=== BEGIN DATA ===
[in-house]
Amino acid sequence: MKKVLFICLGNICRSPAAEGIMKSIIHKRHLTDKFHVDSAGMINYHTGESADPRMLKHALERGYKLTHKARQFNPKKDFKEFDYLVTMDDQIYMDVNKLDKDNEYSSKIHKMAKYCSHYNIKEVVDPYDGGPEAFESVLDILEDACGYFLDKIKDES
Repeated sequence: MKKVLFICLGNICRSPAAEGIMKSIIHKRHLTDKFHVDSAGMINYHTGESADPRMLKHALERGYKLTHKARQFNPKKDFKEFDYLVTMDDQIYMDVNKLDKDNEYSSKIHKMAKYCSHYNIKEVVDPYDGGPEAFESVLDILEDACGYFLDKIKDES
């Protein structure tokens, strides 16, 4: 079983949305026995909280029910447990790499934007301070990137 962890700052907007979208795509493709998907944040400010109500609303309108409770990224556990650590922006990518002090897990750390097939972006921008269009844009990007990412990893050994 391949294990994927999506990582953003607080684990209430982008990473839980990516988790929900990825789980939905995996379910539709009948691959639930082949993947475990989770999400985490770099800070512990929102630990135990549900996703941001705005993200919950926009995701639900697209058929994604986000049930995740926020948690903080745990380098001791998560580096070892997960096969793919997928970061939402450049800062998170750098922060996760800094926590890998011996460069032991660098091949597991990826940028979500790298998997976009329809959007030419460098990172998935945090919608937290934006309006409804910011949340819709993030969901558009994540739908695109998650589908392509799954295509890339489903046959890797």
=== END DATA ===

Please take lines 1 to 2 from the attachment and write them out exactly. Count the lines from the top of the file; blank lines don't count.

[in-house]
Amino acid sequence: MKKVLFICLGNICRSPAAEGIMKSIIHKRHLTDKFHVDSAGMINYHTGESADPRMLKHALERGYKLTHKARQFNPKKDFKEFDYLVTMDDQIYMDVNKLDKDNEYSSKIHKMAKYCSHYNIKEVVDPYDGGPEAFESVLDILEDACGYFLDKIKDES